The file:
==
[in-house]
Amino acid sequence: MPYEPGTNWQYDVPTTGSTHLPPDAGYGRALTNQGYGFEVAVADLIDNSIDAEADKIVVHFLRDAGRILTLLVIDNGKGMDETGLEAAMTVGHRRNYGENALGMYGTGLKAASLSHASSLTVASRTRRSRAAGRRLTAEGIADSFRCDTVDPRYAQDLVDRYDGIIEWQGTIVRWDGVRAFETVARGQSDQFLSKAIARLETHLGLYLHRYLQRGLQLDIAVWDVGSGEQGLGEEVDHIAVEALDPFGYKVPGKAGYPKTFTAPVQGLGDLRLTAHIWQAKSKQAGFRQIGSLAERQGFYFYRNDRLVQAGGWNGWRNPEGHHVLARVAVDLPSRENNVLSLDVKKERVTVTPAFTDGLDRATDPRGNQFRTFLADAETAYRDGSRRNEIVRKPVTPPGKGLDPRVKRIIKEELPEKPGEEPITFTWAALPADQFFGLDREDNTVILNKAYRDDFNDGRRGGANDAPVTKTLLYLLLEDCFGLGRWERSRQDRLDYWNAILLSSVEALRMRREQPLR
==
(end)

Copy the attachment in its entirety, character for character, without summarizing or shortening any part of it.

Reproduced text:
[in-house]
Amino acid sequence: MPYEPGTNWQYDVPTTGSTHLPPDAGYGRALTNQGYGFEVAVADLIDNSIDAEADKIVVHFLRDAGRILTLLVIDNGKGMDETGLEAAMTVGHRRNYGENALGMYGTGLKAASLSHASSLTVASRTRRSRAAGRRLTAEGIADSFRCDTVDPRYAQDLVDRYDGIIEWQGTIVRWDGVRAFETVARGQSDQFLSKAIARLETHLGLYLHRYLQRGLQLDIAVWDVGSGEQGLGEEVDHIAVEALDPFGYKVPGKAGYPKTFTAPVQGLGDLRLTAHIWQAKSKQAGFRQIGSLAERQGFYFYRNDRLVQAGGWNGWRNPEGHHVLARVAVDLPSRENNVLSLDVKKERVTVTPAFTDGLDRATDPRGNQFRTFLADAETAYRDGSRRNEIVRKPVTPPGKGLDPRVKRIIKEELPEKPGEEPITFTWAALPADQFFGLDREDNTVILNKAYRDDFNDGRRGGANDAPVTKTLLYLLLEDCFGLGRWERSRQDRLDYWNAILLSSVEALRMRREQPLR